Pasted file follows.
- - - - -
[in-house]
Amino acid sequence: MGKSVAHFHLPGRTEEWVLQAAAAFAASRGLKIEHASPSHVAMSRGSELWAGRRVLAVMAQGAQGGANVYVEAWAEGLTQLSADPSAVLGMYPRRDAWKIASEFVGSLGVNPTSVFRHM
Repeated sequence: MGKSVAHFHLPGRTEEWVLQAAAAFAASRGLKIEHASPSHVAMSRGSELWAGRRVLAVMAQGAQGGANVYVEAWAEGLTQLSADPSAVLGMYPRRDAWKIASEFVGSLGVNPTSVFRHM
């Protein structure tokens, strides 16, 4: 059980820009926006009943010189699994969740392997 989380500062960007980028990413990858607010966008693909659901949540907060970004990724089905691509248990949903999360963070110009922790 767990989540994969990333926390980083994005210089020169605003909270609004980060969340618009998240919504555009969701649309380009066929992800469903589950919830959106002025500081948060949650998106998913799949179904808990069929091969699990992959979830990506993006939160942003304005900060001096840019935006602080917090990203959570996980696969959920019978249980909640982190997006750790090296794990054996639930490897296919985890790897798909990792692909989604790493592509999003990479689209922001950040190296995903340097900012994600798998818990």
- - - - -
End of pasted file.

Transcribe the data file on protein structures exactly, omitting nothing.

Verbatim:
[in-house]
Amino acid sequence: MGKSVAHFHLPGRTEEWVLQAAAAFAASRGLKIEHASPSHVAMSRGSELWAGRRVLAVMAQGAQGGANVYVEAWAEGLTQLSADPSAVLGMYPRRDAWKIASEFVGSLGVNPTSVFRHM
Repeated sequence: MGKSVAHFHLPGRTEEWVLQAAAAFAASRGLKIEHASPSHVAMSRGSELWAGRRVLAVMAQGAQGGANVYVEAWAEGLTQLSADPSAVLGMYPRRDAWKIASEFVGSLGVNPTSVFRHM
């Protein structure tokens, strides 16, 4: 059980820009926006009943010189699994969740392997 989380500062960007980028990413990858607010966008693909659901949540907060970004990724089905691509248990949903999360963070110009922790 767990989540994969990333926390980083994005210089020169605003909270609004980060969340618009998240919504555009969701649309380009066929992800469903589950919830959106002025500081948060949650998106998913799949179904808990069929091969699990992959979830990506993006939160942003304005900060001096840019935006602080917090990203959570996980696969959920019978249980909640982190997006750790090296794990054996639930490897296919985890790897798909990792692909989604790493592509999003990479689209922001950040190296995903340097900012994600798998818990």